What I remember the most is the guitar parts played by Robbie Blunt. I remember the licks he plays just as much as the words Plant sings. It’s a great song to listen to on a long car trip.

A Big Log is common lingo of tractor-trailer drivers. It is the book in which their road hours are logged, therefore the connection between the road and love and the countless hours we all log on both…

The song peaked at #20 in the Billboard 100, #23 in Canada, #11 in the UK, and #7 in New Zealand in 1983. The album was The Principle of Moments that peaked at #8 in the Billboard Album Chart, #7 in the UK, #1 in Canada, and #

Phil Collins played drums on this and 5 other tracks on the album. He also played drums on Plant’s previous album Pictures At Eleven.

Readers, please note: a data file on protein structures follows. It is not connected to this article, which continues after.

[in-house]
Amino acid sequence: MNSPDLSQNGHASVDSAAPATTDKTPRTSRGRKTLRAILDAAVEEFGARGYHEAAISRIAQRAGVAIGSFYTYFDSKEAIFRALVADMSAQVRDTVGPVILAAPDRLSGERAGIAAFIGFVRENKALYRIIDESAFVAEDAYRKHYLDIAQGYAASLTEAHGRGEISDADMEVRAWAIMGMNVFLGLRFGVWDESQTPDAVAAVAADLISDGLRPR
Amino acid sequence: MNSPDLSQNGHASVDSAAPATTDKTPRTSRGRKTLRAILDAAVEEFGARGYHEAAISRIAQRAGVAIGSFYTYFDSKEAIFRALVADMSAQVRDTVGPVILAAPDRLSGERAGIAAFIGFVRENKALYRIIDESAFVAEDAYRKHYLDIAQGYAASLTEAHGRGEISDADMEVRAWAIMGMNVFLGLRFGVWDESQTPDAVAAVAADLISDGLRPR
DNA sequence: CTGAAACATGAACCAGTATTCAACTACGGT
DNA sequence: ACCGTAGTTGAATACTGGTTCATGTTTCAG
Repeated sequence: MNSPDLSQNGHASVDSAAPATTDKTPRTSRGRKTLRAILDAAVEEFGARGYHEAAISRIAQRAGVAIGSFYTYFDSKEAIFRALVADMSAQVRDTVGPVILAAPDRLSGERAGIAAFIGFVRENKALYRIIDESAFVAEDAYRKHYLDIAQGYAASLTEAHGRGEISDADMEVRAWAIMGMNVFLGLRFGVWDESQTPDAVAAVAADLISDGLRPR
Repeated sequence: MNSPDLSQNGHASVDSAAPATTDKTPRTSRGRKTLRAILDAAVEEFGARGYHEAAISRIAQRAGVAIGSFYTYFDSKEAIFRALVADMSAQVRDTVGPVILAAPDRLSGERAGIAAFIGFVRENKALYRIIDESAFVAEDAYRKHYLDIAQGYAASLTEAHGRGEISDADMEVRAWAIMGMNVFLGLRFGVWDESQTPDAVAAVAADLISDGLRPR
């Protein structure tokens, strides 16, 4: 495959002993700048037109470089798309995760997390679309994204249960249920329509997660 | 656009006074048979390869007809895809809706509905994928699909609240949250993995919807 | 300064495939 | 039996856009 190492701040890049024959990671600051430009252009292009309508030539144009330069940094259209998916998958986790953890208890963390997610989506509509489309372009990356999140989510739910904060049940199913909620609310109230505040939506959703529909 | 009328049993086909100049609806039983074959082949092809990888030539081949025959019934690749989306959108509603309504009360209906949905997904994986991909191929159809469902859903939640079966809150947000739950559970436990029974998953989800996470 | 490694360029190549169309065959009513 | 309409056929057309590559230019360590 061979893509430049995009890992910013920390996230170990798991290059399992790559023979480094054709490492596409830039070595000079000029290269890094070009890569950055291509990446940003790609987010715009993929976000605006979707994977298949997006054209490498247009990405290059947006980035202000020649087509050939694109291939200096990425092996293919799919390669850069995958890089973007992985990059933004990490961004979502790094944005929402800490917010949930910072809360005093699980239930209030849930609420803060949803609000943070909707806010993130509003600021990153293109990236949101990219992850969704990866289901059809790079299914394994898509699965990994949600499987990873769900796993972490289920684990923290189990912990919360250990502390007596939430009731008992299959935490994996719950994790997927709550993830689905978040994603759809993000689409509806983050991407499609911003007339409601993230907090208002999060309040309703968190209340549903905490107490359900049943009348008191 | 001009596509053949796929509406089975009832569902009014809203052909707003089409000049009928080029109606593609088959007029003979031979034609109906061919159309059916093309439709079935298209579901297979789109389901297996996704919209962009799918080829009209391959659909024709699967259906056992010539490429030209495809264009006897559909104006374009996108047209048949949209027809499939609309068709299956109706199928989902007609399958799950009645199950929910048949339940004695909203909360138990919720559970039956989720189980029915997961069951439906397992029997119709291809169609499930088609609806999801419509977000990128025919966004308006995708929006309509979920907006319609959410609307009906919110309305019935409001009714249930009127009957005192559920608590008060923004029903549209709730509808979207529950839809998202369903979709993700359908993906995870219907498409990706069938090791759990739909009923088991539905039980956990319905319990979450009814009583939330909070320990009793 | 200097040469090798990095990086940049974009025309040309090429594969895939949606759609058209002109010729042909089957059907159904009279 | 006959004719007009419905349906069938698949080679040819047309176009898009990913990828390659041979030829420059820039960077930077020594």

From Songfacts

In the video, Plant’s classic car overheats at a desolate desert gas station, which causes him to muse upon lost love. 

This was Robert Plant’s first hit as a solo artist after the break up of Led Zeppelin.

Some people know this song as “My Love Is In League With The Freeway.” The phrase “Big Log” does not appear in the lyrics.

The name “Big Log” is likely meaningless. Plant’s solo work (up until Now And Zen) and work with Led Zeppelin often featured songs with titles that had little or nothing to do with the lyrics. Also from The Principle Of Moments are the tracks “Messin’ With A Mekon,” “Horizontal Departure” and “Stranger Here… Than Over There.” 

Big Log

My love is in league with the freeway
It’s passion will rise as the cities fly by
And the tail lights dissolve in the coming of night
And the questions and thousands take flight

My love is miles in awaiting
The eyes that just stare and the glance at the clock
In the secret that burns and the pain that won’t stop
And it’s fueled with the years

Leading me on (leading me on)
Leading me down the road
Driving me on (driving me on)